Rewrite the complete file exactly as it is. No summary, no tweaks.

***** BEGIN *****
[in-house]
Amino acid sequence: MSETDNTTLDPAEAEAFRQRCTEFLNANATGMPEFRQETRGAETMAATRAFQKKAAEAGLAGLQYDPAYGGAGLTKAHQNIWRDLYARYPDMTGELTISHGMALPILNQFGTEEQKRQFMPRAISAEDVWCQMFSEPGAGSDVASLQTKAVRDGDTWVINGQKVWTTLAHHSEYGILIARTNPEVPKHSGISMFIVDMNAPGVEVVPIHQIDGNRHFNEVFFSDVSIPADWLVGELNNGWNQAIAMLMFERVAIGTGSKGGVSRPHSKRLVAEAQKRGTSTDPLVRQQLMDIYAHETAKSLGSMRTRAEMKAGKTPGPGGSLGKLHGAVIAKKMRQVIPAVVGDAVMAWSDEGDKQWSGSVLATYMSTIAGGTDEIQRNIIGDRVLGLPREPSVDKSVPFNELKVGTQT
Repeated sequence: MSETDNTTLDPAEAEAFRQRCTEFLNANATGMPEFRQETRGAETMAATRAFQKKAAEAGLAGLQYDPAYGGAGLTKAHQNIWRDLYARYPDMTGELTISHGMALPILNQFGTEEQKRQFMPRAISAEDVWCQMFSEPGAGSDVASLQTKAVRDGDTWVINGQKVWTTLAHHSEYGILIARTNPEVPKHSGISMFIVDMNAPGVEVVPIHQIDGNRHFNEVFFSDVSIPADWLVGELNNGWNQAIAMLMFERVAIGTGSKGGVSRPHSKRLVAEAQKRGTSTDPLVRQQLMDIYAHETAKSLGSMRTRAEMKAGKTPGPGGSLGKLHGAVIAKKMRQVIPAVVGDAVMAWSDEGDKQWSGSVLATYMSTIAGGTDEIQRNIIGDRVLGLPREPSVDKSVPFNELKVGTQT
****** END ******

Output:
[in-house]
Amino acid sequence: MSETDNTTLDPAEAEAFRQRCTEFLNANATGMPEFRQETRGAETMAATRAFQKKAAEAGLAGLQYDPAYGGAGLTKAHQNIWRDLYARYPDMTGELTISHGMALPILNQFGTEEQKRQFMPRAISAEDVWCQMFSEPGAGSDVASLQTKAVRDGDTWVINGQKVWTTLAHHSEYGILIARTNPEVPKHSGISMFIVDMNAPGVEVVPIHQIDGNRHFNEVFFSDVSIPADWLVGELNNGWNQAIAMLMFERVAIGTGSKGGVSRPHSKRLVAEAQKRGTSTDPLVRQQLMDIYAHETAKSLGSMRTRAEMKAGKTPGPGGSLGKLHGAVIAKKMRQVIPAVVGDAVMAWSDEGDKQWSGSVLATYMSTIAGGTDEIQRNIIGDRVLGLPREPSVDKSVPFNELKVGTQT
Repeated sequence: MSETDNTTLDPAEAEAFRQRCTEFLNANATGMPEFRQETRGAETMAATRAFQKKAAEAGLAGLQYDPAYGGAGLTKAHQNIWRDLYARYPDMTGELTISHGMALPILNQFGTEEQKRQFMPRAISAEDVWCQMFSEPGAGSDVASLQTKAVRDGDTWVINGQKVWTTLAHHSEYGILIARTNPEVPKHSGISMFIVDMNAPGVEVVPIHQIDGNRHFNEVFFSDVSIPADWLVGELNNGWNQAIAMLMFERVAIGTGSKGGVSRPHSKRLVAEAQKRGTSTDPLVRQQLMDIYAHETAKSLGSMRTRAEMKAGKTPGPGGSLGKLHGAVIAKKMRQVIPAVVGDAVMAWSDEGDKQWSGSVLATYMSTIAGGTDEIQRNIIGDRVLGLPREPSVDKSVPFNELKVGTQT